Some people say that young adults just aren’t interested in church. That’s one way to look at it, but I saw these people bringing in bags of clothes and canned goods to donate to Texas Baptist Home for Children. These people gave their kids money to give for the cause. That doesn’t seem like “lack of interest,” but they turned around and walked out the door.

What I find disturbing is that we got these people through our front door and they didn’t stay. Let me repeat that. We got these people through our front door. But where are they now? We talk about people who wouldn’t darken a church door. These aren’t them. We got them inside, but couldn’t keep them.

Baby Sitters and Social Clubs

Realistically, many of the people who came and left attend other churches on Sunday. They brought their kids to VBS because we invited them. But to me, it highlights a problem. We want to reach kids and teens, so we have programs for them. We have this idea that we might reach their parents by reaching the kids. The problem is that these parents don’t see it that way. These parents see value in these kids programs because it teaches their kids about God, or because it is a free babysitter. While we’re teaching their kids about God, they may be at Wal-mart doing the weekly shopping.

On the other end of the scale, we have the old folks. While we do have a few programs for them, they get something else out of church. I’ve often heard older folks say things like, “even if a song wasn’t sung, or a sermon preached, I would come to church just to be with God’s people.” That sounds more like a social club. And it makes sense, because when people get older their kids have moved away, they may have lost a spouse, and they’ve retired, so they don’t go to work every day. Going to church staves off the silence.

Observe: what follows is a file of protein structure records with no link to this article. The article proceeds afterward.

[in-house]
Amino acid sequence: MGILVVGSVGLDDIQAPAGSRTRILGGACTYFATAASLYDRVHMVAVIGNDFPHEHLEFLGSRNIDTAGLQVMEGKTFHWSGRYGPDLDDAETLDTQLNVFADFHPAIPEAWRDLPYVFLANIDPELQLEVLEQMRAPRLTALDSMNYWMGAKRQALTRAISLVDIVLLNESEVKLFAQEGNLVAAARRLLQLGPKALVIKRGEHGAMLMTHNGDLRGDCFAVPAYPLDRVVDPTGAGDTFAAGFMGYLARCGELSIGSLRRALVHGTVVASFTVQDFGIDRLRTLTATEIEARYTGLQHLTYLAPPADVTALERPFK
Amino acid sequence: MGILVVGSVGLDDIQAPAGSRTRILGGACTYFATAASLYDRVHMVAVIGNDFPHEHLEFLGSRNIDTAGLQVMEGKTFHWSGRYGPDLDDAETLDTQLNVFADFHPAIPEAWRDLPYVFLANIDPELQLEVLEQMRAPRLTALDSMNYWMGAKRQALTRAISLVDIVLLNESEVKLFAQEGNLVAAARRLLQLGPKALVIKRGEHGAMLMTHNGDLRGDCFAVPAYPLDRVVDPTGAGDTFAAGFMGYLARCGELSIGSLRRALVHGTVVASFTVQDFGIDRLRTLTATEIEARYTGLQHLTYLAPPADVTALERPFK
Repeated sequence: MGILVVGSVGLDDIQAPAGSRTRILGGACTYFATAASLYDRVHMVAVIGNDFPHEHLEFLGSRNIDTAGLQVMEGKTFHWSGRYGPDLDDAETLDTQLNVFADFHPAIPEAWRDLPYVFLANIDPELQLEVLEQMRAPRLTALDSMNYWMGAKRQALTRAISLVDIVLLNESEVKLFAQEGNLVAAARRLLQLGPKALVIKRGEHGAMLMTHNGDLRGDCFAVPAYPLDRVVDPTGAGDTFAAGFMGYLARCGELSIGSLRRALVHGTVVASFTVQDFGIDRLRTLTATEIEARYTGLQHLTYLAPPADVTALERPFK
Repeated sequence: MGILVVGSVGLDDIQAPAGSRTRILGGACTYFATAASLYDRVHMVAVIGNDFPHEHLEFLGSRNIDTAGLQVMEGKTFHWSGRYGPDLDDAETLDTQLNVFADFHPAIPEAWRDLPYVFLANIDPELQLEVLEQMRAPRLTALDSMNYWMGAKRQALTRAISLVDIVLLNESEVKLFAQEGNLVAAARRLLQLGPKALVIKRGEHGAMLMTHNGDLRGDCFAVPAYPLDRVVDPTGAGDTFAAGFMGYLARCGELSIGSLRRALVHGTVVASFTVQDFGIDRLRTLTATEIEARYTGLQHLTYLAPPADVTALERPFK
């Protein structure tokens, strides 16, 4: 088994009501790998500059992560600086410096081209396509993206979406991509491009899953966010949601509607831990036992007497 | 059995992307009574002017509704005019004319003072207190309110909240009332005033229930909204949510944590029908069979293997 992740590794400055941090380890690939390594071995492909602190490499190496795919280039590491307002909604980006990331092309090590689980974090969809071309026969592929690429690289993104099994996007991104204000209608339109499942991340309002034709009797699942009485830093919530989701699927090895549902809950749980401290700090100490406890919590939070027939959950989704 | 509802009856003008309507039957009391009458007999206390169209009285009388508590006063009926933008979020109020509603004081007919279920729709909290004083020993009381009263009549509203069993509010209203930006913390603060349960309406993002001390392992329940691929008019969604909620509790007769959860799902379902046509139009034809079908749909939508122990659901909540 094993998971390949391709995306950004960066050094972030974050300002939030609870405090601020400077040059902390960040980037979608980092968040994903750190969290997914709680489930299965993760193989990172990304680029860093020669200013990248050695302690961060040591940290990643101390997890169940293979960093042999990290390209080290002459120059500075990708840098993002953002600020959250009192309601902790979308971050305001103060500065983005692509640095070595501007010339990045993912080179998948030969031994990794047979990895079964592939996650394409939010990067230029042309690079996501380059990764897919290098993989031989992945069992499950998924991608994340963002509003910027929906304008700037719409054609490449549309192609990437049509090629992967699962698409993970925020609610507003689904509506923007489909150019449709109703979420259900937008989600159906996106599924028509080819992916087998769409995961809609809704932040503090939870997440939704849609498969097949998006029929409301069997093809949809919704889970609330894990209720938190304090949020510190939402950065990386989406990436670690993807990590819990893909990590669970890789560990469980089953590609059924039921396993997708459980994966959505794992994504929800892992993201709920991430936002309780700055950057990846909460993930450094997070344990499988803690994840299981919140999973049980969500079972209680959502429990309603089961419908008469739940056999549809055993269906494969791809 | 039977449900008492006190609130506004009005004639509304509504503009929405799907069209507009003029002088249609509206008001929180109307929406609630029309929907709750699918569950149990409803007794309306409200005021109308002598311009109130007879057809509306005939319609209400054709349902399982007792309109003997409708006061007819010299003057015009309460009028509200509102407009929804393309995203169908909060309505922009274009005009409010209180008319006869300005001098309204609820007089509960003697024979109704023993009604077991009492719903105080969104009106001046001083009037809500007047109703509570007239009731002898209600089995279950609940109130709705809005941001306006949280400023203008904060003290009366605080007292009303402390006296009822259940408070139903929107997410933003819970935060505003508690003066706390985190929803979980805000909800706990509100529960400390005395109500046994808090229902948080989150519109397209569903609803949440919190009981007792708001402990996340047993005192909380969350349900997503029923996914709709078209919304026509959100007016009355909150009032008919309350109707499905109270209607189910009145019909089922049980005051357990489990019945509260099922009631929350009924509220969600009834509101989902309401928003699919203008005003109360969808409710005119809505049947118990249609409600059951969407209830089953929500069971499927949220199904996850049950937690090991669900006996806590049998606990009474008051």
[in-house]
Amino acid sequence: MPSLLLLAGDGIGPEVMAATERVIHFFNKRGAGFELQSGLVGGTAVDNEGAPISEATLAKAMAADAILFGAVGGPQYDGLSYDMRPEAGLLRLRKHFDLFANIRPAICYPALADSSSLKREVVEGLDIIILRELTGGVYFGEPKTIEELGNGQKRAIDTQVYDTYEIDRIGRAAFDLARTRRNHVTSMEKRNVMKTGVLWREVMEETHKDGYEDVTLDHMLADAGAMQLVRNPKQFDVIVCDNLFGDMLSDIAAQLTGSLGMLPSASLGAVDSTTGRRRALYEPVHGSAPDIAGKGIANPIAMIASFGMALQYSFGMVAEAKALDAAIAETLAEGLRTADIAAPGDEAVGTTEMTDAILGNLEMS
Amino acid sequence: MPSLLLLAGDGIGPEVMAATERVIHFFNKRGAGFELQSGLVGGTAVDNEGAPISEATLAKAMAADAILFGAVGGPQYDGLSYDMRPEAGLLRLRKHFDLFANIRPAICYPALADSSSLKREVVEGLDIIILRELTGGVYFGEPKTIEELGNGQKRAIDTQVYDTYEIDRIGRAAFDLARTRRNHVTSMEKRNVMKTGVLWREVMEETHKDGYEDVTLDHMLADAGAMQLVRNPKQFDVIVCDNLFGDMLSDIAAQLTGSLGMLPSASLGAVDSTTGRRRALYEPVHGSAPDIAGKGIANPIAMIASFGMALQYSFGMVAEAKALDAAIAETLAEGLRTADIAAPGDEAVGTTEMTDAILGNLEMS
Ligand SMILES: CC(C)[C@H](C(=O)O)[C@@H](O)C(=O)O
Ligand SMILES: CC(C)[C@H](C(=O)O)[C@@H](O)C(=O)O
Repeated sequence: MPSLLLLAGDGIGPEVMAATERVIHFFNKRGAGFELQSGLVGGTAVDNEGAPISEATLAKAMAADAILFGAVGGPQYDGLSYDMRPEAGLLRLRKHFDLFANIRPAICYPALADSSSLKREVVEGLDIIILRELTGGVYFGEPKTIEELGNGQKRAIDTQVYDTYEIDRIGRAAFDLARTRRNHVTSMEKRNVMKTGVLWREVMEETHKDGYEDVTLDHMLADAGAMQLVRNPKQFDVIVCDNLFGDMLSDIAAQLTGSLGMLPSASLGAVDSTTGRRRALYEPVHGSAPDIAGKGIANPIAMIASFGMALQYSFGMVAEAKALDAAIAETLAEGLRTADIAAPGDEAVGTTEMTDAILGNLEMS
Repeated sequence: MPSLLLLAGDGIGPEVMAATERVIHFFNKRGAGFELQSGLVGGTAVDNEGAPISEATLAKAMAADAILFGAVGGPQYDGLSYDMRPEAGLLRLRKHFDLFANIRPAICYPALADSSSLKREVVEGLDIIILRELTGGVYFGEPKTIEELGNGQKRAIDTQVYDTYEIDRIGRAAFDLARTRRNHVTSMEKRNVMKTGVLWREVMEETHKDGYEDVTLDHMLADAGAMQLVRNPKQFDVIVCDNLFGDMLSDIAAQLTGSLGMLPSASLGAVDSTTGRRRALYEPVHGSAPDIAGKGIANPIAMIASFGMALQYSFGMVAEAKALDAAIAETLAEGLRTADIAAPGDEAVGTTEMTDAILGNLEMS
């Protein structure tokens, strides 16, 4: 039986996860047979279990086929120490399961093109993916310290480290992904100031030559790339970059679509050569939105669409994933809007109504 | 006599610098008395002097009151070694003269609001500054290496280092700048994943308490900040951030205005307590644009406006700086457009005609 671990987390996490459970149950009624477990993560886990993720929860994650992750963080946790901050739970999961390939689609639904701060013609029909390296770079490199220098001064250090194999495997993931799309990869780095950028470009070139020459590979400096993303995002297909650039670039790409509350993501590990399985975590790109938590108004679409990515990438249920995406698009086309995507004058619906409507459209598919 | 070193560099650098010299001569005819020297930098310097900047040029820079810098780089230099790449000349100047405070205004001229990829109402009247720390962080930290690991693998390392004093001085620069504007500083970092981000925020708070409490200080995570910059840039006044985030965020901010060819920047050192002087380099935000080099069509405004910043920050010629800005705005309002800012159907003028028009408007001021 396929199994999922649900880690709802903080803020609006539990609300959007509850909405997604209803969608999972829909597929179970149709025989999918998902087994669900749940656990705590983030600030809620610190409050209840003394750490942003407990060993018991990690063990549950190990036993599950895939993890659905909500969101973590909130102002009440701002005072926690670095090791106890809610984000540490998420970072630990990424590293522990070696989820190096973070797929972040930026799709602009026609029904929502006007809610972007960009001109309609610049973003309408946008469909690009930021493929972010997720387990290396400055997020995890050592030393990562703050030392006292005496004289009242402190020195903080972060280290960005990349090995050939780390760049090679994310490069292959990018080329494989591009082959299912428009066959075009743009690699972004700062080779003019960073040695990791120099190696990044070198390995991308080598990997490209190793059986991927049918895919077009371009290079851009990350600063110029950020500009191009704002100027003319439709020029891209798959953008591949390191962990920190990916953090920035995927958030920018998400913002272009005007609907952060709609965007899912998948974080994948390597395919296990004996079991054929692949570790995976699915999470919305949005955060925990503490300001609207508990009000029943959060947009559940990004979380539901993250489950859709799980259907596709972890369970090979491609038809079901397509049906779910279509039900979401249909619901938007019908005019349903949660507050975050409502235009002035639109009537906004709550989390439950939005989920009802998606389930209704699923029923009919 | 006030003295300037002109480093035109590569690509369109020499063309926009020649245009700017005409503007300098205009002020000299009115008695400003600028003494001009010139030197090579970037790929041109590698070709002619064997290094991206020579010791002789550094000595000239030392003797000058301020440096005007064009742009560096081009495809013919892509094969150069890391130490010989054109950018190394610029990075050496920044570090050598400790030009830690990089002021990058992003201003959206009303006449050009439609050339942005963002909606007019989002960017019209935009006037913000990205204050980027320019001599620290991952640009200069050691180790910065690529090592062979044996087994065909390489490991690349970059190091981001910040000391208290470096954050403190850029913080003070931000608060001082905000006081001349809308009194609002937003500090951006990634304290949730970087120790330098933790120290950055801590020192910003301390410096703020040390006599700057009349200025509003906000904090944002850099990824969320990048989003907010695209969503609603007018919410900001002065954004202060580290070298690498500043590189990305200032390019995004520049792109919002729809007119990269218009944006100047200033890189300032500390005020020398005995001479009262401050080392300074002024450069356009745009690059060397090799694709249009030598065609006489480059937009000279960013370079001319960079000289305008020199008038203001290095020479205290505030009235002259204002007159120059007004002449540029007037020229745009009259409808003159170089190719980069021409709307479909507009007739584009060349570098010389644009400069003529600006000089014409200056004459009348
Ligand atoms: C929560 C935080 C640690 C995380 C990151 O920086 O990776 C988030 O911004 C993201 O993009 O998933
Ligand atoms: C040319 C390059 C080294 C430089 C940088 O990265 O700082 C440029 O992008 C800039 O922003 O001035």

Something More

There is great value in kids programs. There is value in giving parents an opportunity to have time away from their kids. There is value in providing empty nesters with opportunities to around other people. But if we want to reach young adults, we need to do something more. If we aren’t preaching to these people, how can we hope to see them saved? And if the longest time they stay in our church building is during VBS wrap-up, Awana closing ceremony, and when their kids are in a Christmas program, we’re not doing much preaching to them. We need to do something more.